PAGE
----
Biology and Philosophy 20 (2-3):365-399 (2005)

Authors
Matteo Mameli
King's College London
Abstract
Since the discovery of the double helical structure of DNA, the standard account of the inheritance of features has been in terms of DNA-copying and DNA-transmission. This theory is just a version of the old theory according to which the inheritance of features is explained by the transfer at conception of some developmentally privileged material from parents to offspring. This paper does the following things: (1) it explains what the inheritance of features is; (2) it explains how the DNA-centric theory emerged; (3) it clarifies the relation between the DNA-centric theory and the ‘unfolding’ theory of development; (4) it argues that (given what we now know about developmental processes and genetic activity) the DNA-centric theory should be abandoned in favour of a pluralistic (but not holistic) theory of the inheritance of features. According to this pluralistic theory, the reliable reoccurrence of phenotypes must be explained by appealing not only to processes responsible for the reliable reoccurrence of genetic developmental factors but also to processes responsible for the reliable reoccurrence (or persistence) of nongenetic developmental factors.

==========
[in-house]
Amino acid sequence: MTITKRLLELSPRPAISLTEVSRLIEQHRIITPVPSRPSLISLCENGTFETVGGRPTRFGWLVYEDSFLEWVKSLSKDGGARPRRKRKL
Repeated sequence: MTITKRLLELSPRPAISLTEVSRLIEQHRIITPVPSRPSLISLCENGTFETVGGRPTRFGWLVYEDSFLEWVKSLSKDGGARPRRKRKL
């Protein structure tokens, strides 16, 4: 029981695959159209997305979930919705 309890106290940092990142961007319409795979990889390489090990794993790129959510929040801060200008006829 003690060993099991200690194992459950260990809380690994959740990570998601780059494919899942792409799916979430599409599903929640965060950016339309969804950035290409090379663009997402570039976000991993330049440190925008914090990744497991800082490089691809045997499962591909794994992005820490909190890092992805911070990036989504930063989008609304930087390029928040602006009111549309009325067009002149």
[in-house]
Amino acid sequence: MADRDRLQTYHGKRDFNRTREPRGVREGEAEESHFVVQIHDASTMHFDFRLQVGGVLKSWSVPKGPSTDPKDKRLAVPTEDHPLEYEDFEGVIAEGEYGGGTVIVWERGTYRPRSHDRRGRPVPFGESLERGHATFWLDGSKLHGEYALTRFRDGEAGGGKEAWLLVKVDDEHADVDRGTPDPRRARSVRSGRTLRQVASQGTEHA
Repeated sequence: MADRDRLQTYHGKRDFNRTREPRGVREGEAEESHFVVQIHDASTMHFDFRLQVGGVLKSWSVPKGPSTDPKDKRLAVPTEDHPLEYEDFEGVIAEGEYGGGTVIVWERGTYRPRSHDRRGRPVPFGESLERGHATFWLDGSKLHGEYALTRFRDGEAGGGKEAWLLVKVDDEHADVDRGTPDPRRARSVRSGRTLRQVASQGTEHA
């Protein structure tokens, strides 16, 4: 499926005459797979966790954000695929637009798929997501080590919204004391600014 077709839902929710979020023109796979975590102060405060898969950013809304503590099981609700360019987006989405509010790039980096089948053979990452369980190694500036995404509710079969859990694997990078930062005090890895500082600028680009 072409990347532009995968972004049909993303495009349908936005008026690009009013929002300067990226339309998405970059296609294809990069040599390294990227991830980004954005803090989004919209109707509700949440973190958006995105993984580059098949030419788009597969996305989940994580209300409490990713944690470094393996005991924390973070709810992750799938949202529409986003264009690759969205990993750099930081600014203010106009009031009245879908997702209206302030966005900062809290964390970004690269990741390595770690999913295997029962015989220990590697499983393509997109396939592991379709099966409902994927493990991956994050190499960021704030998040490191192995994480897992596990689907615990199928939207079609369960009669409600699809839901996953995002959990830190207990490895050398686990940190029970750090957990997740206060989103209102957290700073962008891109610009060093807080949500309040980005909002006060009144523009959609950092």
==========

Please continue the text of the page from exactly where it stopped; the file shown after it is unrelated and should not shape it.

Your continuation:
Keywords Development  Environment  Genetic  Heredity  Information  Inheritance  Nongenetic  Specificity
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Reprint years 2005
DOI 10.1007/s10539-004-0560-0
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Citations of this work BETA

Innateness and the Sciences.Matteo Mameli & Patrick Bateson - 2006 - Biology and Philosophy 21 (2):155-188.
Evolutionary Essentialism.Denis Walsh - 2006 - British Journal for the Philosophy of Science 57 (2):425-448.
Natural Selection and the Reference Grain Problem.Pierrick Bourrat - 2020 - Studies in History and Philosophy of Science Part A 80:1-8.

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